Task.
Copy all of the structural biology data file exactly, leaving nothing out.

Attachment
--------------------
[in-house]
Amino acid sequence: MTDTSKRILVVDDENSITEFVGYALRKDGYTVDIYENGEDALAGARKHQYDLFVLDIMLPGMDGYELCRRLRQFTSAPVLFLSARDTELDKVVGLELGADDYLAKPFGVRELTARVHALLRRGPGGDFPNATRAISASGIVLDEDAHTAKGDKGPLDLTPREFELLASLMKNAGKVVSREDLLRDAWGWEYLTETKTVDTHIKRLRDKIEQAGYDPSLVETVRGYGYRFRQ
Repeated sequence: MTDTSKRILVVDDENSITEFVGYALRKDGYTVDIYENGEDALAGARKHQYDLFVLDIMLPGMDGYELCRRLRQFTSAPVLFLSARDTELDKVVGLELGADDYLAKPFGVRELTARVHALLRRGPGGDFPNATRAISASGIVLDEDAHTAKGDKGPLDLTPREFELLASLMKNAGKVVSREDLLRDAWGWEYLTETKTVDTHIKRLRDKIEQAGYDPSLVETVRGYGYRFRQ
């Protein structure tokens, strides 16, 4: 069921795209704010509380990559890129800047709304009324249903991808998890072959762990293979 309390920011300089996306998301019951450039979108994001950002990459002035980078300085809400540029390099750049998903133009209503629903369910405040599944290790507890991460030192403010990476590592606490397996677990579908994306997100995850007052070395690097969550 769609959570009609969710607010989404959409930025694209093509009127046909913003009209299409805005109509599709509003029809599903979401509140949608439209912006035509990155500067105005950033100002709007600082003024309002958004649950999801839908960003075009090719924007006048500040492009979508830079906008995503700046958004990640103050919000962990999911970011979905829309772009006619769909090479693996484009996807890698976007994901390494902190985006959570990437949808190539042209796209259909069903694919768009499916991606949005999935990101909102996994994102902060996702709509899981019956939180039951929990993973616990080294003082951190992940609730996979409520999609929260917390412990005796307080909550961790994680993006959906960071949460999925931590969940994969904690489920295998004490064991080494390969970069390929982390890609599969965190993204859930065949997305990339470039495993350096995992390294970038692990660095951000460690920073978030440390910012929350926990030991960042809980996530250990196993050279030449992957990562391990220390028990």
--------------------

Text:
[in-house]
Amino acid sequence: MTDTSKRILVVDDENSITEFVGYALRKDGYTVDIYENGEDALAGARKHQYDLFVLDIMLPGMDGYELCRRLRQFTSAPVLFLSARDTELDKVVGLELGADDYLAKPFGVRELTARVHALLRRGPGGDFPNATRAISASGIVLDEDAHTAKGDKGPLDLTPREFELLASLMKNAGKVVSREDLLRDAWGWEYLTETKTVDTHIKRLRDKIEQAGYDPSLVETVRGYGYRFRQ
Repeated sequence: MTDTSKRILVVDDENSITEFVGYALRKDGYTVDIYENGEDALAGARKHQYDLFVLDIMLPGMDGYELCRRLRQFTSAPVLFLSARDTELDKVVGLELGADDYLAKPFGVRELTARVHALLRRGPGGDFPNATRAISASGIVLDEDAHTAKGDKGPLDLTPREFELLASLMKNAGKVVSREDLLRDAWGWEYLTETKTVDTHIKRLRDKIEQAGYDPSLVETVRGYGYRFRQ
């Protein structure tokens, strides 16, 4: 069921795209704010509380990559890129800047709304009324249903991808998890072959762990293979 309390920011300089996306998301019951450039979108994001950002990459002035980078300085809400540029390099750049998903133009209503629903369910405040599944290790507890991460030192403010990476590592606490397996677990579908994306997100995850007052070395690097969550 769609959570009609969710607010989404959409930025694209093509009127046909913003009209299409805005109509599709509003029809599903979401509140949608439209912006035509990155500067105005950033100002709007600082003024309002958004649950999801839908960003075009090719924007006048500040492009979508830079906008995503700046958004990640103050919000962990999911970011979905829309772009006619769909090479693996484009996807890698976007994901390494902190985006959570990437949808190539042209796209259909069903694919768009499916991606949005999935990101909102996994994102902060996702709509899981019956939180039951929990993973616990080294003082951190992940609730996979409520999609929260917390412990005796307080909550961790994680993006959906960071949460999925931590969940994969904690489920295998004490064991080494390969970069390929982390890609599969965190993204859930065949997305990339470039495993350096995992390294970038692990660095951000460690920073978030440390910012929350926990030991960042809980996530250990196993050279030449992957990562391990220390028990």